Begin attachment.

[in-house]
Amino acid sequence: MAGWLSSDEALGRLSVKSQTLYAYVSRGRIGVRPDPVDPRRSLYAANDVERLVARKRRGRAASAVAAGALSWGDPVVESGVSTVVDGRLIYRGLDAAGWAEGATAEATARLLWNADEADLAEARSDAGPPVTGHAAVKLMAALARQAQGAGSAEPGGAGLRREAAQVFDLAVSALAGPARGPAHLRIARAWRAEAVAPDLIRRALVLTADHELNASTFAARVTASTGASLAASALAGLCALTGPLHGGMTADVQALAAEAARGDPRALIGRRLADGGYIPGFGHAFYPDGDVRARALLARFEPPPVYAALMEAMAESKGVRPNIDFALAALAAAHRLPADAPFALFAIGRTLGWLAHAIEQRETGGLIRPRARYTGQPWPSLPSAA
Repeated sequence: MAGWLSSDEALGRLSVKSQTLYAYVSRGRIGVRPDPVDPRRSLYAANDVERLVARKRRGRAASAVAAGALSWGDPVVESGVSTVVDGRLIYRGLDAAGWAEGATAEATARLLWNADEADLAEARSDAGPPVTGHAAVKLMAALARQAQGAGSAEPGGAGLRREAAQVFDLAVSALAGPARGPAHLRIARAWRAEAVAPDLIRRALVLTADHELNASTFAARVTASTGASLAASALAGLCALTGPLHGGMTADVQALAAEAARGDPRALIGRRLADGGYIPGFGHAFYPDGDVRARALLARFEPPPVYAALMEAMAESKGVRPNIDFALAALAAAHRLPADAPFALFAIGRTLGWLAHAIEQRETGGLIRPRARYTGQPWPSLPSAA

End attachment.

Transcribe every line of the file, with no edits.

[in-house]
Amino acid sequence: MAGWLSSDEALGRLSVKSQTLYAYVSRGRIGVRPDPVDPRRSLYAANDVERLVARKRRGRAASAVAAGALSWGDPVVESGVSTVVDGRLIYRGLDAAGWAEGATAEATARLLWNADEADLAEARSDAGPPVTGHAAVKLMAALARQAQGAGSAEPGGAGLRREAAQVFDLAVSALAGPARGPAHLRIARAWRAEAVAPDLIRRALVLTADHELNASTFAARVTASTGASLAASALAGLCALTGPLHGGMTADVQALAAEAARGDPRALIGRRLADGGYIPGFGHAFYPDGDVRARALLARFEPPPVYAALMEAMAESKGVRPNIDFALAALAAAHRLPADAPFALFAIGRTLGWLAHAIEQRETGGLIRPRARYTGQPWPSLPSAA
Repeated sequence: MAGWLSSDEALGRLSVKSQTLYAYVSRGRIGVRPDPVDPRRSLYAANDVERLVARKRRGRAASAVAAGALSWGDPVVESGVSTVVDGRLIYRGLDAAGWAEGATAEATARLLWNADEADLAEARSDAGPPVTGHAAVKLMAALARQAQGAGSAEPGGAGLRREAAQVFDLAVSALAGPARGPAHLRIARAWRAEAVAPDLIRRALVLTADHELNASTFAARVTASTGASLAASALAGLCALTGPLHGGMTADVQALAAEAARGDPRALIGRRLADGGYIPGFGHAFYPDGDVRARALLARFEPPPVYAALMEAMAESKGVRPNIDFALAALAAAHRLPADAPFALFAIGRTLGWLAHAIEQRETGGLIRPRARYTGQPWPSLPSAA